The scariest thing about receiving praise at a young age is the fear of burning out or losing it, or proving people right that you were just a novelty. Obviously, I can see mistakes in things that I've done or said and can see flaws in things I've made, but that's just part of growing.
I think what human beings need is to be able to laugh at the absurd, hold on to ambiguity, and learn to love nuance, instead of making everything one or the other, and structurally, so much of the Internet and online publishing doesn't have room for any of that.
If there is something that strikes me as interesting or beautiful or something I could learn from, and I don't write it down, then I could be at lunch with you, and it's like there's a pile of laundry in my brain that I haven't put away, and I struggle to really listen, so that's always been important to me.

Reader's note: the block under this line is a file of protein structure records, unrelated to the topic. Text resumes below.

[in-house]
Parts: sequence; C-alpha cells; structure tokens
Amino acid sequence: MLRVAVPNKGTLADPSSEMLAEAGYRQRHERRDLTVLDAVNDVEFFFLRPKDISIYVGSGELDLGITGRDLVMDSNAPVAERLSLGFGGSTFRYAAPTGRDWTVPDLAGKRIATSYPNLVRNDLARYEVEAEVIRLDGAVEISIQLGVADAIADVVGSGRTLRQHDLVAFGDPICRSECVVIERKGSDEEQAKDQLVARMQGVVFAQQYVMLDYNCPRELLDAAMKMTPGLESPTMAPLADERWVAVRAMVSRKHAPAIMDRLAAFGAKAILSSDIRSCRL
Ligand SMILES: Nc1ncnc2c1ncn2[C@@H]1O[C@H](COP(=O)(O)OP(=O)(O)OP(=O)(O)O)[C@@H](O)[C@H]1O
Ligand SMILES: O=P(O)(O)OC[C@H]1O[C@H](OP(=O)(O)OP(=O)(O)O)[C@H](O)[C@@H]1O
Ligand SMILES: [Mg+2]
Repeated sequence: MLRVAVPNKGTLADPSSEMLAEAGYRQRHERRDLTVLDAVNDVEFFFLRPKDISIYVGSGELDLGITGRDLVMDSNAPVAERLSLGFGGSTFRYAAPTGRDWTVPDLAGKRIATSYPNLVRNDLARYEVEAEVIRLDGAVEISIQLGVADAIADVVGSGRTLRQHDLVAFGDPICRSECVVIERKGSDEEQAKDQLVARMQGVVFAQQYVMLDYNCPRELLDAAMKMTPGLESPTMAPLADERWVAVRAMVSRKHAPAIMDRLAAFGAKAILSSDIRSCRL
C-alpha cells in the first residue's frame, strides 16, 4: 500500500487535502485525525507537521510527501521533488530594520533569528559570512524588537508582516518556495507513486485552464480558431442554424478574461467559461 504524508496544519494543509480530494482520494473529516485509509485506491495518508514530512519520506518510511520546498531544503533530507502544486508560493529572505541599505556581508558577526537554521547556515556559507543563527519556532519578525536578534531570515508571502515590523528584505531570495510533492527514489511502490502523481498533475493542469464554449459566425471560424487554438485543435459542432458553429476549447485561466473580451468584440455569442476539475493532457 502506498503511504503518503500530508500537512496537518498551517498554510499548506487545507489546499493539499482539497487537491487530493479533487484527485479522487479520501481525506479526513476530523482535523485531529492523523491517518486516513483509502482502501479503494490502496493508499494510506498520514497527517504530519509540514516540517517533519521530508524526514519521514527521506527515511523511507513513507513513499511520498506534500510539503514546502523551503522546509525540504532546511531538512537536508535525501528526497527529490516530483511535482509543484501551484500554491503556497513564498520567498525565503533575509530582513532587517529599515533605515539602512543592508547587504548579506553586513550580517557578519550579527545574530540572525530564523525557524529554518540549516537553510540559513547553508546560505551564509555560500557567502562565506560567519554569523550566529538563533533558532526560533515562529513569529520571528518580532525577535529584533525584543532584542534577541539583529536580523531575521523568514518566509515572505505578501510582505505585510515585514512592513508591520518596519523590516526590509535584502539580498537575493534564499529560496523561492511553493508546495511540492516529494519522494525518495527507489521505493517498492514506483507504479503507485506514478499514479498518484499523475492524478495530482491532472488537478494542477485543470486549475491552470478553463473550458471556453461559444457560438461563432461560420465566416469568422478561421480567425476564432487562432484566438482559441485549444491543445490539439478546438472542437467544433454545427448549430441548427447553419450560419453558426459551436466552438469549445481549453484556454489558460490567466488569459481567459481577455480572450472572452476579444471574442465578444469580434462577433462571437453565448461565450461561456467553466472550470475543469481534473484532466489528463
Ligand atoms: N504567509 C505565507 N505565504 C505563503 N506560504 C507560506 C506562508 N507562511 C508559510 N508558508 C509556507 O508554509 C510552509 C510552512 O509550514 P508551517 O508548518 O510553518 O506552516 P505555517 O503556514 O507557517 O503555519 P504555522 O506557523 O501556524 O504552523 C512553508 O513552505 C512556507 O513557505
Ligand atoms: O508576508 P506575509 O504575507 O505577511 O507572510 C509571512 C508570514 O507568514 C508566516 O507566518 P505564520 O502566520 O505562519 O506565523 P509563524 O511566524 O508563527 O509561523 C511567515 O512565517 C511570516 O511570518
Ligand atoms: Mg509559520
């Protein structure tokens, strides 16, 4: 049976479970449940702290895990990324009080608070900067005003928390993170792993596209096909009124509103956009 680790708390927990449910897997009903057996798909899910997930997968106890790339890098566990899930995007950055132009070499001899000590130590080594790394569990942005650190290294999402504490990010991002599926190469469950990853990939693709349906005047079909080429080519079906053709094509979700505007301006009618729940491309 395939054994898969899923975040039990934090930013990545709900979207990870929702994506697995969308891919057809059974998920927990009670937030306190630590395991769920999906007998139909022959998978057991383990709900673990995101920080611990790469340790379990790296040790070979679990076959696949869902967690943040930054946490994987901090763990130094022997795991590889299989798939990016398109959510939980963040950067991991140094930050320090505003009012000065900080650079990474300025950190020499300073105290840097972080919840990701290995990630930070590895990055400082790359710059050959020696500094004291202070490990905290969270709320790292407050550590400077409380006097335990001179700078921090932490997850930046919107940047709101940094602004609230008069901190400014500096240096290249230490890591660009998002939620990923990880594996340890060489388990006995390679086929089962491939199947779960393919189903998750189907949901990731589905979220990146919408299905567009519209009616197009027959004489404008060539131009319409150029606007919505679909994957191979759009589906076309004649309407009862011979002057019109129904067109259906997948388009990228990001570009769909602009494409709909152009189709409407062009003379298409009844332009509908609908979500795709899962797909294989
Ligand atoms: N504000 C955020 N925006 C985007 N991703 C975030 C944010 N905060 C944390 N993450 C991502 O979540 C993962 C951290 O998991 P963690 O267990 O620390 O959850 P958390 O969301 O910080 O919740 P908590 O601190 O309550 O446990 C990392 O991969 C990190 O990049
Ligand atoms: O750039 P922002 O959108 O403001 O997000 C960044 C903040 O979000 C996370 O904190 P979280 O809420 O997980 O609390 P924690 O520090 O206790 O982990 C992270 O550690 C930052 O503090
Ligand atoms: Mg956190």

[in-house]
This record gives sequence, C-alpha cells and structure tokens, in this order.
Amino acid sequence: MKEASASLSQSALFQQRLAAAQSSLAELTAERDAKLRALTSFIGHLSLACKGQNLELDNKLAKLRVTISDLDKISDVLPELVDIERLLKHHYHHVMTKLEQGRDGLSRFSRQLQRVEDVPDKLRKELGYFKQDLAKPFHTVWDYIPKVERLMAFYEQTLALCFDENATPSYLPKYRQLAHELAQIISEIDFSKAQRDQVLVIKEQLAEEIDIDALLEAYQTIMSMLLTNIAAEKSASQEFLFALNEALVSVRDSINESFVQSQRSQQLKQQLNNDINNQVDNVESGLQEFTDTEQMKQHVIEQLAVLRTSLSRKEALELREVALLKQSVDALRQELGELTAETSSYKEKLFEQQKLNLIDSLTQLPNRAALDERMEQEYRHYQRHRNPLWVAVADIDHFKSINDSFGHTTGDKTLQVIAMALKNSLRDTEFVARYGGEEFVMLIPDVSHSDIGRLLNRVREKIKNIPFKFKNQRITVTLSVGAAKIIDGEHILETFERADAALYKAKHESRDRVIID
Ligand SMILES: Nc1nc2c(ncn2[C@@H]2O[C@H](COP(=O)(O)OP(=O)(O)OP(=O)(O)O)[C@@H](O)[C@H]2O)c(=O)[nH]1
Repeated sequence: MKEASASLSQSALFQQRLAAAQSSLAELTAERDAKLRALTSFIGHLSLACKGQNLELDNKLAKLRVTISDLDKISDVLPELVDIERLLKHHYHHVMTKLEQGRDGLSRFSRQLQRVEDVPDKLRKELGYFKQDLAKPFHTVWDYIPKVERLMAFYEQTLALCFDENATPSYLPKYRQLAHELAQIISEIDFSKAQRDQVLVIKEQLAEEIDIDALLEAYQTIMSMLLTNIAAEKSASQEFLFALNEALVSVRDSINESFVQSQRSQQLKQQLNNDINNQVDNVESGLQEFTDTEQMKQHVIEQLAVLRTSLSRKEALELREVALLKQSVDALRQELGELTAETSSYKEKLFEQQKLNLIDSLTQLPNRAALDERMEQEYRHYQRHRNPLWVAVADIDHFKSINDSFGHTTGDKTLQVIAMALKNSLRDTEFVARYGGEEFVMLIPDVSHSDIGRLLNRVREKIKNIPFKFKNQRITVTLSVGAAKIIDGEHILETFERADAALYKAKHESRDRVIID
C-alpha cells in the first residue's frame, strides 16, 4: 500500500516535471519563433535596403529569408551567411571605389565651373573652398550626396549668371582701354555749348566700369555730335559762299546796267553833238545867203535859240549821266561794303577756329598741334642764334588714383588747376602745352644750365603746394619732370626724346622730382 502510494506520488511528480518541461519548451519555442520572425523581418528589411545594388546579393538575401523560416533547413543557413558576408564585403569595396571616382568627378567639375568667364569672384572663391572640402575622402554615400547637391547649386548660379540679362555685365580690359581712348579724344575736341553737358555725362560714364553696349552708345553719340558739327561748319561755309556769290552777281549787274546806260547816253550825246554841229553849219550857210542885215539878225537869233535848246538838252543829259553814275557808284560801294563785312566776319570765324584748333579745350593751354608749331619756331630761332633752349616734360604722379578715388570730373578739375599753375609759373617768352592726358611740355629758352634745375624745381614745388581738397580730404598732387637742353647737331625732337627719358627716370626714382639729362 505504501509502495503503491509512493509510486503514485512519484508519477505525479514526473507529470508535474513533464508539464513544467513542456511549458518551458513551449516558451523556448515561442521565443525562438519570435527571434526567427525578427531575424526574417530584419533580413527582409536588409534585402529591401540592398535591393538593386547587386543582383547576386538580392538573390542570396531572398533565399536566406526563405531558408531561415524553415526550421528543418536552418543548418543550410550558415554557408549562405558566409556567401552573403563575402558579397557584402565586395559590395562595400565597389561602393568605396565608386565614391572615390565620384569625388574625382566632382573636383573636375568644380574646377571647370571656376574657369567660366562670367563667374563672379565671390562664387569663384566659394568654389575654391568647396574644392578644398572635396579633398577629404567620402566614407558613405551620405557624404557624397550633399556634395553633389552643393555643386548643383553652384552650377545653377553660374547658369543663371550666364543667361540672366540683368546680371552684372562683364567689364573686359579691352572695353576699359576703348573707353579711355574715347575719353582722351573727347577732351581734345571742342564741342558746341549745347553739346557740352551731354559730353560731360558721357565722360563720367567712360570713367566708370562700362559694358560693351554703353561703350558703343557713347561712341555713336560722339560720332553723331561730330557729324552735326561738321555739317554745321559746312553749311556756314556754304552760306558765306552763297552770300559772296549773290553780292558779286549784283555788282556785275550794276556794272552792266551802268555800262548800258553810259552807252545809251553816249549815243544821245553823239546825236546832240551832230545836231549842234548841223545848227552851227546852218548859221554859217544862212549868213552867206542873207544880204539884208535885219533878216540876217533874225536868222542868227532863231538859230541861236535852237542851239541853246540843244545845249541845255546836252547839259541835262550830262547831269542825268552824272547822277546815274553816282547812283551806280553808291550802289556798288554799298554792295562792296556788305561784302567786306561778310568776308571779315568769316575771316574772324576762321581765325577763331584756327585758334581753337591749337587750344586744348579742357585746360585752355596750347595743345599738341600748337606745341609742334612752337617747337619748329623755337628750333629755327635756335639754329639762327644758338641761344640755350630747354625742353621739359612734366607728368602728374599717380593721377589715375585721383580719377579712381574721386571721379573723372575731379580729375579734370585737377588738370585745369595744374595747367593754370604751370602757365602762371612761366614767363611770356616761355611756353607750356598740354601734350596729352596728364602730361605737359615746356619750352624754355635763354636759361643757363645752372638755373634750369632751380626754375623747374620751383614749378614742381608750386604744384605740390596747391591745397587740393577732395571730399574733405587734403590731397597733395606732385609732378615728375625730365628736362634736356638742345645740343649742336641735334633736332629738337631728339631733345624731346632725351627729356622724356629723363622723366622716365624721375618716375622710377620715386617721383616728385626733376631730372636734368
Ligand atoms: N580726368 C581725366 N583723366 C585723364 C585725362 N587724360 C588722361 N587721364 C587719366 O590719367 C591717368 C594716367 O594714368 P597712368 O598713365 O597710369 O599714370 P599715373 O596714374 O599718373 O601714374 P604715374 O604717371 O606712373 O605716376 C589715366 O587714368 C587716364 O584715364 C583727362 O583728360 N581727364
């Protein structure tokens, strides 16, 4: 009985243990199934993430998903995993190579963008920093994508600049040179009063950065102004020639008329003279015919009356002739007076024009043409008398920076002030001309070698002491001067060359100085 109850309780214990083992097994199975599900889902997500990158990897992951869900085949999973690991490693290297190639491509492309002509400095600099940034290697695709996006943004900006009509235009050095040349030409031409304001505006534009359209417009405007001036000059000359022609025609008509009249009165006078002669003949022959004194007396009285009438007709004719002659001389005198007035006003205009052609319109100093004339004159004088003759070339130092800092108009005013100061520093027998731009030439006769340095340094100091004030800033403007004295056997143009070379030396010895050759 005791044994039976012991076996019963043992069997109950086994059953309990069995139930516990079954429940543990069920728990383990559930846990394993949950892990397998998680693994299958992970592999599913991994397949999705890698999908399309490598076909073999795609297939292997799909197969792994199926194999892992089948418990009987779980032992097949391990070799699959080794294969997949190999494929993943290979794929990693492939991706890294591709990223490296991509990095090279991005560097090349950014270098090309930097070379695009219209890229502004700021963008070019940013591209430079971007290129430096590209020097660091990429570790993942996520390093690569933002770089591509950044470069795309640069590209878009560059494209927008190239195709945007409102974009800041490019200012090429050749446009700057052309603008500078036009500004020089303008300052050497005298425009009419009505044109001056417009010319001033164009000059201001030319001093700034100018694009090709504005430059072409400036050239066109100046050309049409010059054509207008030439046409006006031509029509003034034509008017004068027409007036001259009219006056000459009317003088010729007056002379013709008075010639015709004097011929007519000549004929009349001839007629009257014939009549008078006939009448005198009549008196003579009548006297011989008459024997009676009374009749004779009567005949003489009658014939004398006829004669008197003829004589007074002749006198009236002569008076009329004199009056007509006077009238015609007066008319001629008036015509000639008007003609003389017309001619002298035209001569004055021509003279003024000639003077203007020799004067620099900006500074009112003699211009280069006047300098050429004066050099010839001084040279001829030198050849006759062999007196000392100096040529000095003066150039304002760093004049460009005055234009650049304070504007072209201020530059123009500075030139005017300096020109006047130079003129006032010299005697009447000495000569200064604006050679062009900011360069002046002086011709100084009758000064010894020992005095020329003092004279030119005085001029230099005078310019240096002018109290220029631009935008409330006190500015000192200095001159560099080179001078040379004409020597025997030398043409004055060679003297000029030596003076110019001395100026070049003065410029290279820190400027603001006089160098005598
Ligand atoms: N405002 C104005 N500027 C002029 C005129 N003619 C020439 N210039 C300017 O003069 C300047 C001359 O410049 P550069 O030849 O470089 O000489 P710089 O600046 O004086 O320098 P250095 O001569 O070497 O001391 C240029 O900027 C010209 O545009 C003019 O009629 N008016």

I so think it's limiting to define an audience ahead of time. This is something I've brought on myself by being like, 'There are no 'real' teen publications! That's what I'll do!' But then it's like, well, if I want 'Rookie' to be successful and popular, then people will invalidate the realness by saying it's popular and mainstream.